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Column: Managing the work-from-home transition – Suburbanite

Mar 29th, 2020

Like a runner picking that perfect training shoe with the ideal balance of weight and cushioning, Ive been sampling different spots in my house as a base for my home office.

Most, if not all, of my fellow journalists are among those improvising, often for the first time, a home office after being driven from our office by the threat of COVID-19.

Has it been perfect? No, but it hasnt been bad at all.

With three daughters, ages 11, 13, and 16, along with my wife, all in distance learning mode, and five cats, my home is far from monastic. We dont have a dedicated office where I can close a door and shut out the distractions of science projects, language arts, vacuuming and feline companionship, but the hustle and bustle of our house and the background noise it creates suits me.

Area residents working from home for the first time, as well as home office vets shared their tips for success, challenges, likes and dislikes with me this week.

Jennifer Wicks of Mogadore said she worked at home for 10 years and found that setting boundaries made her more productive during work hours.

"I had my office in the basement, separate from our living space," she stated on Facebook. "I had an open/closed sign on the door. When I left the office at the end of my prechosen hours, I turned the sign to closed."

Clearly defining her workspace and hours helped her focus when she was "open" and enjoy her off time more.

Work-at-home vets I talked to (or communicated with via Facebook) all said maintaining a regimented schedule is important. While Ive done fairly well in defining a work area like Abigail Prulhiere, also like her, Ive had trouble with the waking up part of the day.

Instead of waking at 6:30 a.m. to 6:45 a.m. more or less like clockwork, Ive been waking up in time to grab a cup of stale coffee and sit down at my computer bleary-eyed and creaky at 8:30 a.m.

"I no longer have a 30-minute commute during the morning rush hour, so I can get away with sleeping in a bit," said Prulhiere.

Shes also found she can be more focused at a table than on a couch, which I find to be the case, as well. During the day, I tend to wander around from my desk to an easy chair which is right next my desk, and this offers the requisite comfort and variety I seem to need to stave off fatigue.

Justin Ring, another work-from-home vet, said it also helps to move around a bit, even if the printer is sitting right next to you.

"I find [moving] once or twice an hour not only helps the body stay loose, but helps refocus when I sit back down," he said in a Facebook conversation. "Just make sure every trip is not to the refrigerator."

In addition to defining hours and location of a home office, the presence of children can be a curve ball for many. Ive been a little distracted by my teens, but the challenges can be much greater with younger children (which I recall from years past).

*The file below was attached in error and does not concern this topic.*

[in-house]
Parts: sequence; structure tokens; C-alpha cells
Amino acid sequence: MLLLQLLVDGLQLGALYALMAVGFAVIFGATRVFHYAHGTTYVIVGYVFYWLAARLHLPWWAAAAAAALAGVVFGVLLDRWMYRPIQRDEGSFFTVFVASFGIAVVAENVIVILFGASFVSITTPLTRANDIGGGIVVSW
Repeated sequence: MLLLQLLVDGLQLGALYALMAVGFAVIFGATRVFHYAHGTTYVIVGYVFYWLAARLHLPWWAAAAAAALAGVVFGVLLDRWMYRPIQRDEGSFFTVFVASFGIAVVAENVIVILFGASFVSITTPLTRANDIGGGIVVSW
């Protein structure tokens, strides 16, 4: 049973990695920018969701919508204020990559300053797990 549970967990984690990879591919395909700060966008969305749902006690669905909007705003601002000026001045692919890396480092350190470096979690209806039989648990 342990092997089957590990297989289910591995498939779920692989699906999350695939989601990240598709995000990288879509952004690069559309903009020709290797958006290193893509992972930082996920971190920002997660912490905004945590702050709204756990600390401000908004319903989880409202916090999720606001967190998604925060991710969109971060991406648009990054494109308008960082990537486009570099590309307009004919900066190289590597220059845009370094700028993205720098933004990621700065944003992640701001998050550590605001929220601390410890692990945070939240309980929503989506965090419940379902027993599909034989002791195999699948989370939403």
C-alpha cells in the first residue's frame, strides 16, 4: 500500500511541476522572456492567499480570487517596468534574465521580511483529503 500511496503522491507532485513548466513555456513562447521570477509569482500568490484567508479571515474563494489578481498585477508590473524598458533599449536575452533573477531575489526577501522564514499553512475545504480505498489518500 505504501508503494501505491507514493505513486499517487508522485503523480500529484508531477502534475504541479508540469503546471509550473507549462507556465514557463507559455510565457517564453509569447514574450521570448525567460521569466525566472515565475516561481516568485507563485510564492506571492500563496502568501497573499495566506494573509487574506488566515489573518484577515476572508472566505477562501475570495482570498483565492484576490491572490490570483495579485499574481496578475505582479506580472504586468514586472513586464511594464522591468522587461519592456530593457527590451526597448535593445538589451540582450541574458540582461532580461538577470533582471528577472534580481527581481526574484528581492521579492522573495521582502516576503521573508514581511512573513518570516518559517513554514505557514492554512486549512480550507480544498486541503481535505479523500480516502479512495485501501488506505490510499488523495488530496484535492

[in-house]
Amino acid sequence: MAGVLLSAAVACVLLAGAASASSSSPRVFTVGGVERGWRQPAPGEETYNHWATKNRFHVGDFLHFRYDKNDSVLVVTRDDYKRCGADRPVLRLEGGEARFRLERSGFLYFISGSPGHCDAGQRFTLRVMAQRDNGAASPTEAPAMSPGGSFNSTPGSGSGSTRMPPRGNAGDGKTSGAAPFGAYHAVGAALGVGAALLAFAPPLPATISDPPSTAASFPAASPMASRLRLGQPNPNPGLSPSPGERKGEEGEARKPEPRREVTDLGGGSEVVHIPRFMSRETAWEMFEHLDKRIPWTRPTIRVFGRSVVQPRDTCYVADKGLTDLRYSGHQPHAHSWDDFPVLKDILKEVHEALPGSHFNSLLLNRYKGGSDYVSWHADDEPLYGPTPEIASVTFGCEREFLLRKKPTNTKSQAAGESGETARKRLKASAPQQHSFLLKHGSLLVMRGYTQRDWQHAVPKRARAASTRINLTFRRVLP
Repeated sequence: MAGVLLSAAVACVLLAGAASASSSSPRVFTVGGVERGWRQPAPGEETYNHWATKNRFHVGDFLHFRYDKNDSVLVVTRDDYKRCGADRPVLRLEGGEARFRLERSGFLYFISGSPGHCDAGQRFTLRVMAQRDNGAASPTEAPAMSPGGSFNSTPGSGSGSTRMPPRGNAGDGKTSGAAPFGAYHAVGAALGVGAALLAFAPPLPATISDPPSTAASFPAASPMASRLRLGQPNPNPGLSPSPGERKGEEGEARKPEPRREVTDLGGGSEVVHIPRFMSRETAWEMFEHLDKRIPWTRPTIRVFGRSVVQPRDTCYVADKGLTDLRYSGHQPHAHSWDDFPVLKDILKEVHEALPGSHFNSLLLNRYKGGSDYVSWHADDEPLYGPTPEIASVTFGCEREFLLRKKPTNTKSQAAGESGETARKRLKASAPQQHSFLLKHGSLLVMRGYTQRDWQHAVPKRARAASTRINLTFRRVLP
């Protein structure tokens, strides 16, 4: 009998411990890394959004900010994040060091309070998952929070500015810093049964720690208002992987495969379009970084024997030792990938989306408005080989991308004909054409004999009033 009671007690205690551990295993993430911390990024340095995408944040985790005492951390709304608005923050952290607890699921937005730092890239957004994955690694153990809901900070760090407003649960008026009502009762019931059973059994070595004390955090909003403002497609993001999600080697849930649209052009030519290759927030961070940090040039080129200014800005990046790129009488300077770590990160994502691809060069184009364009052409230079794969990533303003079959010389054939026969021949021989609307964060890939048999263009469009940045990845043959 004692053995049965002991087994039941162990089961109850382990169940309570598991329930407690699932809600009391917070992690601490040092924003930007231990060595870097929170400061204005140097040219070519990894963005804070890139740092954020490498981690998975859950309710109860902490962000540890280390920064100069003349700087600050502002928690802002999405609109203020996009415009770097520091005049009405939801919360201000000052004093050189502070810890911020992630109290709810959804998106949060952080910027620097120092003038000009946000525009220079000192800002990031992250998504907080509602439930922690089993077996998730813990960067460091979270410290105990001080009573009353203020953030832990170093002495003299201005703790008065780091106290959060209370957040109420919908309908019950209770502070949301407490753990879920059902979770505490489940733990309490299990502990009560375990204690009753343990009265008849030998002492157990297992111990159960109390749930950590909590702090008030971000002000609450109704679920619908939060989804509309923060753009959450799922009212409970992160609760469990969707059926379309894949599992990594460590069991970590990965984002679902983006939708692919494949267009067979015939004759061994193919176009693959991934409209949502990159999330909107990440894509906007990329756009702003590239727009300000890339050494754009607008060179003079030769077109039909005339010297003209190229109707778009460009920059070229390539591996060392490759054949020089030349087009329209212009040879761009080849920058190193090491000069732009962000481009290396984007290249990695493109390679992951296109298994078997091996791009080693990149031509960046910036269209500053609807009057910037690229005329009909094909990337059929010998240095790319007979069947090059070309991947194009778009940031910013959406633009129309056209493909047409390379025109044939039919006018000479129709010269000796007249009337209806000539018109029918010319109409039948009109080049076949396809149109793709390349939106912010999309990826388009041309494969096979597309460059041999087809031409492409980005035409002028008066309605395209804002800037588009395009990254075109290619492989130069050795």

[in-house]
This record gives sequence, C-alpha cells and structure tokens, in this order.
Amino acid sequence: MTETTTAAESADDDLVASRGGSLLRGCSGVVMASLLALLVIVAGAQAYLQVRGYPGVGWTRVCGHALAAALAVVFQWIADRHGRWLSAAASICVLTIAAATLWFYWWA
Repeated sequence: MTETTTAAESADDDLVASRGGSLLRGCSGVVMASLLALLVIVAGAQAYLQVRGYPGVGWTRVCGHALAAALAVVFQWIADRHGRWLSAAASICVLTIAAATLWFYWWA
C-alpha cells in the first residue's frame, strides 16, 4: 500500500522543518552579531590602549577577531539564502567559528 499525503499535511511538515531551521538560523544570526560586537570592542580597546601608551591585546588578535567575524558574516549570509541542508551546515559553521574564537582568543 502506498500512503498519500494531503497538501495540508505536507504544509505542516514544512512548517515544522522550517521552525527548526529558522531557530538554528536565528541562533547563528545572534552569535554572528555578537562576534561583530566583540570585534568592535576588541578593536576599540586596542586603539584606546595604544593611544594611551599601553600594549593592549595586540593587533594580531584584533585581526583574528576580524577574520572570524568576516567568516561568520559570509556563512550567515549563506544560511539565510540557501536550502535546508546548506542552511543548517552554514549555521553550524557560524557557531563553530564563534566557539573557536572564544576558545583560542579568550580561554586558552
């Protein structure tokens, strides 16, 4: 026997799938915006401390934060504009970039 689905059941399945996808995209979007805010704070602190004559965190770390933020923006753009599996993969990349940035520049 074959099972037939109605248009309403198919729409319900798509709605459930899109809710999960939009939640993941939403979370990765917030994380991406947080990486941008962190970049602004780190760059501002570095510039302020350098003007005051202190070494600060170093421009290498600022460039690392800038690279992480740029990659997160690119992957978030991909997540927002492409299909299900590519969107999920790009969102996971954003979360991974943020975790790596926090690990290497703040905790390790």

Nicole Turnquist, a second cousin of mine who lives out of state, has a 6-year-old and has to balance parenting with working from home.

"Im glad shes nearly 7; younger would be infinitely more difficult," she shared on Facebook.

Another former part-time home worker, Carrie Starling, said the transition to working from home full-time has not been perfect, which I will echo, but I feel like Ive really barely settled into a routine yet.

"Family members feel like a quick conversation should take priority over the five-paragraph email Im trying to write without sounding like a hillbilly," she stated over Facebook. "Although the commute is quite lovely."

Kim Hauge is Kent State Univesitys director of employee wellness, and shes overseeing around 6,000 employees working from home.

She said one of the common pitfalls shes seen is employees working straight through the day without any breaks.

"Put breaks on your calendar so youll take them," she advised. "You need that physical break, that mental break."

Hauge also said continuing to incorporate exercise is important for maintaining health and energy.

"A lot of people cant get to their gyms, so weve developed things they can do safely at home in their work environment," she said. "During 15 minutes of your lunch hour, go for a walk if you can. Do another 15 minutes at the end of the workday."

She said many people may need to rebuild their routines as they cope with the variables of working from home.

Rick Shaffer, a branding expert whos worked from home for years, said people tend to assume he has all kinds of time that he doesnt actually have because his schedule is his own to determine.

"Draw some boundaries," he said. "Even though I have a home office, theres no shortage of people saying, Hey, I need this or I need you to do this."

However, he said he believes having a home office also has benefited him in some ways, as well.

"I think working from home does allow me to be more creative," he said. "I can kind of manage my schedule. You dont have the drive time either. Some people take an hour to get to work. Youve technically got an extra two hours."

Reporter Bob Gaetjens can be reached at 330-541-9440, bgaetjen@recordpub.comor @bobgaetjens_rpc.

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Column: Managing the work-from-home transition - Suburbanite

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